CHICAGO — A flight attendant on an Alaska Airlines trip to Portland last week asked an urgent question: Did anyone on board know sign language?
That’s when 15-year-old Clara Daly answered the call for help.
"I pressed the call button and then she came and she was like, ‘So we have a passenger on the plane who’s blind and deaf, so do you know how to finger spell?’ And I was like, ‘Yeah, I totally know how to finger spell.’"
Daly came to take up a position next to 64-year-old Tim Cook — and began a conversation.
"They felt like he might need something and they weren’t sure how to communicate," she said.
Clara, who began to learn signing only about a year ago, took Cook’s hand and — letter by letter — unlocked his wishes: for water, arrival time information and much more.
"He, like, didn’t need anything. He was lonely and wanted to talk," Daly said. Which is what the two did for an hour or more.
Daly was bound for California with her mother. But because their original flight to Los Angeles was canceled, they were re-routed through Portland — and as fate would have it, that was Cook’s destination.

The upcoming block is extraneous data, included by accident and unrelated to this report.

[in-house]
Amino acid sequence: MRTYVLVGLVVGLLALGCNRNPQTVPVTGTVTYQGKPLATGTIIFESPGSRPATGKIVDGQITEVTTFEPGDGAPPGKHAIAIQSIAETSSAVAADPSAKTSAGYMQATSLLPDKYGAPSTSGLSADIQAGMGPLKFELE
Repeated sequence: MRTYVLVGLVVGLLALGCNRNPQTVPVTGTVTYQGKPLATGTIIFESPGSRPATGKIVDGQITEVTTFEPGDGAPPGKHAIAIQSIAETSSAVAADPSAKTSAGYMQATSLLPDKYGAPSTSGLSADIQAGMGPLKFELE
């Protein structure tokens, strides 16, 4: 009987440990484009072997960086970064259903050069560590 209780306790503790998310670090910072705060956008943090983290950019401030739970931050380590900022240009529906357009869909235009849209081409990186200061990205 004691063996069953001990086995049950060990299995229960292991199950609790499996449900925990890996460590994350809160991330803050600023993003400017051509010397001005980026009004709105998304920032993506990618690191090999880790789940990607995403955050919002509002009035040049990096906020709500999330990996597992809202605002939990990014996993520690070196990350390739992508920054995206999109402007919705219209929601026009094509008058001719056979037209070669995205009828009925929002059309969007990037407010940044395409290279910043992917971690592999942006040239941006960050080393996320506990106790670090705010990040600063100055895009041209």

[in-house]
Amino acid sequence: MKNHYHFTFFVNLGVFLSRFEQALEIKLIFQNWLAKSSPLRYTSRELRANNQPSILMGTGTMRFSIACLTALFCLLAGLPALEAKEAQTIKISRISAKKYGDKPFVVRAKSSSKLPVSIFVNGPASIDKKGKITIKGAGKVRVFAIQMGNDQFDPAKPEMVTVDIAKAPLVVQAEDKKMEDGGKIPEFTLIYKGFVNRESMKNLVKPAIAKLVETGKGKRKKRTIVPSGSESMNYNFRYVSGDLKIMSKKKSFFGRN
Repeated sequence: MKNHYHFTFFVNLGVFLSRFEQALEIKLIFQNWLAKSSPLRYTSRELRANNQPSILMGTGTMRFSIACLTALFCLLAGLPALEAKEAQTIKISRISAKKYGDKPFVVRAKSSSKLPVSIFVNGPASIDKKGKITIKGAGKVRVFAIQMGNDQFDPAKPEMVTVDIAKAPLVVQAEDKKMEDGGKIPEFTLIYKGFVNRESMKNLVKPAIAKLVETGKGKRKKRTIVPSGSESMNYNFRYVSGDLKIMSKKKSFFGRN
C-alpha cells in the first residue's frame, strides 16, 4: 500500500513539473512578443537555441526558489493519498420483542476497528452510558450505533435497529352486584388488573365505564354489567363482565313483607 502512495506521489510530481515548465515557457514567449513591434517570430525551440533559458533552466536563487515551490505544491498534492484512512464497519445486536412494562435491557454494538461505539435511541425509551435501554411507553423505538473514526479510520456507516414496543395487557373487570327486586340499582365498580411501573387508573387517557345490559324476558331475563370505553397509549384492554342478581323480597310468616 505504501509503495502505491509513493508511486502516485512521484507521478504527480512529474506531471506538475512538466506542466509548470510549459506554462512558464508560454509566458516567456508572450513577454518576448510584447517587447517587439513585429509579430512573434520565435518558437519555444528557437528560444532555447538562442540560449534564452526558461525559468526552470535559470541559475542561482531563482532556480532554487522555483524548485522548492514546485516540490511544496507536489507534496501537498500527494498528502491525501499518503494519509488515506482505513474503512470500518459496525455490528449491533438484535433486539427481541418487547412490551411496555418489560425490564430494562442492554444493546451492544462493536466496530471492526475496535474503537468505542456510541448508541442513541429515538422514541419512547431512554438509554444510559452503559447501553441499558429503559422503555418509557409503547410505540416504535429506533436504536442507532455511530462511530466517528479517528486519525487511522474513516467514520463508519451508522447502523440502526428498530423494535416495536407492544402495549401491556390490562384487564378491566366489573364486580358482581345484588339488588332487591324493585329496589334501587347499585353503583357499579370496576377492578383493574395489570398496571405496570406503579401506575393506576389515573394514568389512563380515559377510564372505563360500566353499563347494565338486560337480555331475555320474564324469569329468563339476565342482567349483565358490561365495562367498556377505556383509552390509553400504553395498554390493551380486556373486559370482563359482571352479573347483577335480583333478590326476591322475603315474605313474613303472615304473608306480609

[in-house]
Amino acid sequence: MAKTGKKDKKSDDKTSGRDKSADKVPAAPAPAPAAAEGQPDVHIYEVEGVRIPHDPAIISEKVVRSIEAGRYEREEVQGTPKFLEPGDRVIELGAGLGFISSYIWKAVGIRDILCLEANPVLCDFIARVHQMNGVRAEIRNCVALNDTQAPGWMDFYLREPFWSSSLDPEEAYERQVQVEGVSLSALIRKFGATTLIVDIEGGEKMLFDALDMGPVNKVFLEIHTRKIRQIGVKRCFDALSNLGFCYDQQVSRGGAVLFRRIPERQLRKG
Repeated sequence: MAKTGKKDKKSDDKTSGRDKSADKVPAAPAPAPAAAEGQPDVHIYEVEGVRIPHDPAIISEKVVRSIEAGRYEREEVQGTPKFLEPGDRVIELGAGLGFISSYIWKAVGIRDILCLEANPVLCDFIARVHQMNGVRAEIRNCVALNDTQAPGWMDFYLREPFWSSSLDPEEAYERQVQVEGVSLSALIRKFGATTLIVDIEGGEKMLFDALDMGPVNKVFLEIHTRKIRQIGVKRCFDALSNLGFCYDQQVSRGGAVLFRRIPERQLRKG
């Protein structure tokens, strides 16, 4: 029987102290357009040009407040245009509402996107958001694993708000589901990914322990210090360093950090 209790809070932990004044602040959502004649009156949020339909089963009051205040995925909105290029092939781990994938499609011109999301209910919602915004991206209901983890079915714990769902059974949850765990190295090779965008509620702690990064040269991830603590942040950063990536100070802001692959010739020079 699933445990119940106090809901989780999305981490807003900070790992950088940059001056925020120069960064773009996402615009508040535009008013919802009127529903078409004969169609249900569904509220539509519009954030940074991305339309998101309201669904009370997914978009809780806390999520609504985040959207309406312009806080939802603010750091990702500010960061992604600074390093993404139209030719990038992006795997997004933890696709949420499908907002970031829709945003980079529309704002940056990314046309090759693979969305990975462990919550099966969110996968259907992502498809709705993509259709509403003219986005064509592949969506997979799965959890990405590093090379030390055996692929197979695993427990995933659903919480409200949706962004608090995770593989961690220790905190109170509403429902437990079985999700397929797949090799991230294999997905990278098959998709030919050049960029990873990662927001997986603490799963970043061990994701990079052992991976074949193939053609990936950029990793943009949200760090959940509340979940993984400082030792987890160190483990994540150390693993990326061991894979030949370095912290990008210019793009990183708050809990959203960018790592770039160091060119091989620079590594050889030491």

"I was kind of like, ‘Wow, this is really cool,’" Daly said. "I hope I don’t spell anything wrong."
Passenger Lynette Scribner seated nearby thought it was cool too.
She took a photo and wrote an account of Clara’s act of kindness on Facebook, calling it a "beautiful reminder in this time of too much awfulness … that there are still good, good people who are willing to look out for each other."
That post has been shared nearly 700,000 times as of Monday night.
"Doing something like that is what anyone would have done," Daly said. "I think it’s weird that it’s getting so much attention."